There are times when David Wright seems like a man stranded on a desert island with no provisions to keep him going, no help on the way and no reason to hope conditions will change anytime soon.
Wright is the last piece of the New York Mets core still in place, surrounded by a platoon of replacement players, fill-ins for casualties of a season that has sent nine Mets to the disabled list, enough players to field a team -- if they weren't all hurt.
Most prominent among the injured are first baseman Carlos Delgado (right hip surgery), shortstop Jose Reyes (torn right hamstring tendon) and center fielder Carlos Beltran (right knee bone bruise). When they're healthy, those three and Wright gave the Mets a formidable lineup, well equipped to make a run for the playoffs. Now Wright is the last one standing, surrounded by a roster which includes 40-year-old Gary Sheffield, playing left field on a gimpy right knee after a cortisone shot, and shortstop Alex Cora, playing with a torn tendon in his hand that will require surgery after the season.
Wright has very little protection in the lineup, but the Mets All-Star third baseman continues to lead the National League in hitting as he tries to keep his MASH unit of a baseball team afloat.
Typical was the first game after Beltran joined Reyes and Delgado on the DL. Wright reached base in his first three at-bats, a kind of statement that he is still a presence in the lineup, a player who can do some damage. Two days later, he went 4-for-4 for the second time in June. And the Mets took three of four from first place St. Louis. Wright sounded hopeful about the Mets' condition.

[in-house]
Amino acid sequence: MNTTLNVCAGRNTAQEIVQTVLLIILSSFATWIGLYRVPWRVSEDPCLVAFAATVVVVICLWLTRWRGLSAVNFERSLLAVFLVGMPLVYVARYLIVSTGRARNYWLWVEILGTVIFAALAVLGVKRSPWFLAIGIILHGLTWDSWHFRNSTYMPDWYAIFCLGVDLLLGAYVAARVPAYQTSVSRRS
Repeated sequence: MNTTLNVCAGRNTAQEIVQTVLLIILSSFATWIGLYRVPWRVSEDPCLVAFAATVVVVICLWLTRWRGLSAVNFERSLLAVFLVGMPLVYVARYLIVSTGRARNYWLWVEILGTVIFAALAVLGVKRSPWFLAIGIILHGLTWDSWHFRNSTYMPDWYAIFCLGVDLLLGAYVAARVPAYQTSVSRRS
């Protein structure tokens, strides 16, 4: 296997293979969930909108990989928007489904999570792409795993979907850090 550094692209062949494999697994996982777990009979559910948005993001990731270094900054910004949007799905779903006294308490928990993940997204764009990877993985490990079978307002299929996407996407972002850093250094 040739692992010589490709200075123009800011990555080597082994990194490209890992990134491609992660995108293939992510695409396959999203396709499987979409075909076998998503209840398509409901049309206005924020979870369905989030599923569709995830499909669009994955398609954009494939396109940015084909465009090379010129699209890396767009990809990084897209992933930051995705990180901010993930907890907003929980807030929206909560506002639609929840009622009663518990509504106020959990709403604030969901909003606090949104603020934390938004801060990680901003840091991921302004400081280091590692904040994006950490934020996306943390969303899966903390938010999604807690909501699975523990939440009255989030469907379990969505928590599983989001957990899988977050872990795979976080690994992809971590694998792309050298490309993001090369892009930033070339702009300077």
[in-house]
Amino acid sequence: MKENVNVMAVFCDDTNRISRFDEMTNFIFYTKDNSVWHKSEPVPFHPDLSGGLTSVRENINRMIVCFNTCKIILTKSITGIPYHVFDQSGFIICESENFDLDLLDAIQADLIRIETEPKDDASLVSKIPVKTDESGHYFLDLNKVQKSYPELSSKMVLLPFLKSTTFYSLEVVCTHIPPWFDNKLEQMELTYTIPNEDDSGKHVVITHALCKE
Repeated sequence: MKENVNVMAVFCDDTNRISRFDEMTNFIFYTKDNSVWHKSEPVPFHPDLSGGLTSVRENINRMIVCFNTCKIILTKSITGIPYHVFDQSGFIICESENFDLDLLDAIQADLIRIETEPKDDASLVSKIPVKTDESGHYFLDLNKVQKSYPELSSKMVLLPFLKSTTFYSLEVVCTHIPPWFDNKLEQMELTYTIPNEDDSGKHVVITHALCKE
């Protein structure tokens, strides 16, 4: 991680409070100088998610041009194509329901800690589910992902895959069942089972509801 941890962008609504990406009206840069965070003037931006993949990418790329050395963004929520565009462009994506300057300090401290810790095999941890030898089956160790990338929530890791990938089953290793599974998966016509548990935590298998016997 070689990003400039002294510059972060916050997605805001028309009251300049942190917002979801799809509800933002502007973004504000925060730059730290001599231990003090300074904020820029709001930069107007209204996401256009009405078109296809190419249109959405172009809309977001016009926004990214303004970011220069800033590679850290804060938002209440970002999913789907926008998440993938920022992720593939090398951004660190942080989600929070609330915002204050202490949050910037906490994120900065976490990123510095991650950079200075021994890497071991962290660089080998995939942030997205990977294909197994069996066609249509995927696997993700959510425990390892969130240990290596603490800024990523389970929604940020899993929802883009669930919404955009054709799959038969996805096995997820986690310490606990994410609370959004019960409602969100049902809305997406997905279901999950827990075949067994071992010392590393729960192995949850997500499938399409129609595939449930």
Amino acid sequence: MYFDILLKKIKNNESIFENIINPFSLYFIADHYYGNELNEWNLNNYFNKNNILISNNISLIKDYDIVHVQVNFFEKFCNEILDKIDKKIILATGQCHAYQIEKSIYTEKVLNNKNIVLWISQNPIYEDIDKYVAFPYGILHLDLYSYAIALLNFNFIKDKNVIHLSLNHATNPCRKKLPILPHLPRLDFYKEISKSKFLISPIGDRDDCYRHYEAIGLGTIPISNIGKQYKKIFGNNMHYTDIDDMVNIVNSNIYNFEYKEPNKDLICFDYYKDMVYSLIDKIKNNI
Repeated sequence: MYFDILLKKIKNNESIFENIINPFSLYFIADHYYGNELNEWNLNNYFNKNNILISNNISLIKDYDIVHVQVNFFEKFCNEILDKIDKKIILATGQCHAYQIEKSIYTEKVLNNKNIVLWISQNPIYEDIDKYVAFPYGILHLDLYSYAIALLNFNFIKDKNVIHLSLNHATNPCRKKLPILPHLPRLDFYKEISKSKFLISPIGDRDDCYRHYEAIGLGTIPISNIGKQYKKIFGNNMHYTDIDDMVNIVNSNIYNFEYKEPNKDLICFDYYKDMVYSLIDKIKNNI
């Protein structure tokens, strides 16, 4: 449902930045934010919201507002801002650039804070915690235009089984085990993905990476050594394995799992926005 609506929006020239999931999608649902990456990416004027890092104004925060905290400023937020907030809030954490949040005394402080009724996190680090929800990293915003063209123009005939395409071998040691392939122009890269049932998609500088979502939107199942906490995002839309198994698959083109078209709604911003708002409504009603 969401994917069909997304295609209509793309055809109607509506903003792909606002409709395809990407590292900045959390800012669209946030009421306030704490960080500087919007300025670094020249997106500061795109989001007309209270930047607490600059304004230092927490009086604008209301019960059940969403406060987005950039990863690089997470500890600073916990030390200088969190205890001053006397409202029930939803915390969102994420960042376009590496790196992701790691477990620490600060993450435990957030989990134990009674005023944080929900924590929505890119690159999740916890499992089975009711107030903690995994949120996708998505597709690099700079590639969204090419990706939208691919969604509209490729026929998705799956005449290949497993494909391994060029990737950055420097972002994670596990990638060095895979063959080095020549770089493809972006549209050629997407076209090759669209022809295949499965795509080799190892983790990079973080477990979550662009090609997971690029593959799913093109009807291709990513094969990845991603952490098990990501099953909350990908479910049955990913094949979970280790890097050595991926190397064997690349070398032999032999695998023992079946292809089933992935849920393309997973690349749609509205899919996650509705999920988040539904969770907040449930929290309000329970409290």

"I think we can win games," he said. "We're capable of doing that with the players we have, but we're going to have to play mistake-free. We have to play near flawless baseball."
That's a tall order for any team, but Wright was quick to point out that despite a dreary June when his teammates were going down almost daily, the Mets were still in the hunt, close to the top of the National League East.
The goal is to tread water, stay within range until some of the injured players make their way back to the roster to join Wright. For Reyes and Beltran, that's almost certainly not before the All-Star Game. For Delgado, the target month for a return is August.
That means Wright must carry the load in what has been a strange year for him. Three months into the season, he was among the National League leaders with a .326 batting average and yet he had just five home runs. He has a .346 batting average on the road but has hit just two home run away from home. This from a guy who hit 30 home runs two years ago and 33 last season.
"It's nice hitting home runs," Wright said. "It's fun hitting home runs. But home runs aren't what I live and die by. I want to win ball games."
And that has been no simple task for the Mets as they limp along, bending under the burden of that lengthy disabled list.
Hal Bock is a freelance writer based in New York.
This story was not subject to the approval of Major League Baseball or its clubs.